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Table 2 Term weighting and normalization in the vector space model.

From: A tutorial on information retrieval: basic terms and concepts

A typical term weighting strategy combines the inverse document frequency (IDF) and term frequency (TF). They are defined as:
TF(term, document) = frequency of term in document WEIGHT(term, document) = TF(term, document) * IDF(term)
The idea of IDF is that the fewer documents having the term, the more useful the term is in discriminating those documents having it from those not having it. On the other hand, if a term occurs many times in a document, then it is likely that the term is significant in representing the contents of the document. With this weighting strategy, the highest weight is accorded to terms that occur frequently in a document but infrequently elsewhere.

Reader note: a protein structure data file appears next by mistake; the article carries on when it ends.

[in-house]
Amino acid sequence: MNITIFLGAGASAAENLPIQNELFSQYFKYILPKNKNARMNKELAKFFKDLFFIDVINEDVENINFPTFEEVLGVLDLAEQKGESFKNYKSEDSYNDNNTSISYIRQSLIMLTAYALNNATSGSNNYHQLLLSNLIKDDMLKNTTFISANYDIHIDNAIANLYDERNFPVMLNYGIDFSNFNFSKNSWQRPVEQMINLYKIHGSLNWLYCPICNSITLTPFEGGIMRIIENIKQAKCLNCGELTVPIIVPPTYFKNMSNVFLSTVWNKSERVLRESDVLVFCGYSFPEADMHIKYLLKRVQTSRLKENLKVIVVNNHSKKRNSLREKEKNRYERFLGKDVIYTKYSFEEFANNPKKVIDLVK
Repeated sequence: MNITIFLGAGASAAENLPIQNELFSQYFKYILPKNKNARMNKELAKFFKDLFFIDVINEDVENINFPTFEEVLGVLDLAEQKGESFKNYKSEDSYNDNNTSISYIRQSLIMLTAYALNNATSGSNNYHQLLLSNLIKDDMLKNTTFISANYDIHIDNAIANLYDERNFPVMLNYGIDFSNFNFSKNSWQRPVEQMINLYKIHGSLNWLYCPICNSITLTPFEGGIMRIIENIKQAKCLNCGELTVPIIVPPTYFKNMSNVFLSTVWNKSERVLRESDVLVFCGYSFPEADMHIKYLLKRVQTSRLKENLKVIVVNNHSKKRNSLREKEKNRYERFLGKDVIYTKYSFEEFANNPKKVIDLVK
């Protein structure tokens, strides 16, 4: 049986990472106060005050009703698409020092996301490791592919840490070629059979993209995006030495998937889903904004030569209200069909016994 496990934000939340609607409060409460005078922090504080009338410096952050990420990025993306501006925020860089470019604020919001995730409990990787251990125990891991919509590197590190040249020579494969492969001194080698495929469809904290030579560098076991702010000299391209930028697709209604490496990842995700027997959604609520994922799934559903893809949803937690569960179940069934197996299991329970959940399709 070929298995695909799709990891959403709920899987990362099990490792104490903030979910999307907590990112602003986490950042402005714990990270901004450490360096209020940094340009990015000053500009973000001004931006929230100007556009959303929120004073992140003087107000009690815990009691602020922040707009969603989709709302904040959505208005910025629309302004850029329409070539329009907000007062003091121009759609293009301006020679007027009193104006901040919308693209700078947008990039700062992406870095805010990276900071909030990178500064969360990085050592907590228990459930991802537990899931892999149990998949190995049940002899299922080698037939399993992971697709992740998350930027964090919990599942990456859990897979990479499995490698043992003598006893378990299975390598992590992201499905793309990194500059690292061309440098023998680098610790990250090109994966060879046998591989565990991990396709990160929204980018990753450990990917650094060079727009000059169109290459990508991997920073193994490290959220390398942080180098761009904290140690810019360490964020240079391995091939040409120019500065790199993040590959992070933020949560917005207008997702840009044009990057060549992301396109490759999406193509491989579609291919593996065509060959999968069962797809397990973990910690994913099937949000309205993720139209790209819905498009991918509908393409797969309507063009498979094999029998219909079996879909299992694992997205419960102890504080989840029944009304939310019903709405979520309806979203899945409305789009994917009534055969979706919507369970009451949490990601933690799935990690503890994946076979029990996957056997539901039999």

With very large collections, not all terms in the document are used for indexing. Some terms have to be removed. This is usually accomplished through the elimination of stopwords (such as articles and connectives), or the use of stemming (which reduces distinct words to their common grammatical root). Porter stemming [27] is probably the most widely used stemming algorithm in the IR community.
The most common approach to relevance ranking in VSM is to give each document a score based on the sum of the weights of terms common to the document and query. Terms in documents typically derive their weight from the TF*IDF. Then the similarity between each document and the query is computed with the formula:
One problem with TF*IDF weighting is that longer documents accumulate more weight in queries simply because they have more words. As such, some approaches "normalize" the weight of a document. The most common approach is cosine normalization [28]:
A variety of other variations to the basic VSM have been developed. For example, Okapi weighting is based on the Poisson distribution [29]. Another variation of TF*IDF document weighting, pivoted normalization, is also often used [30].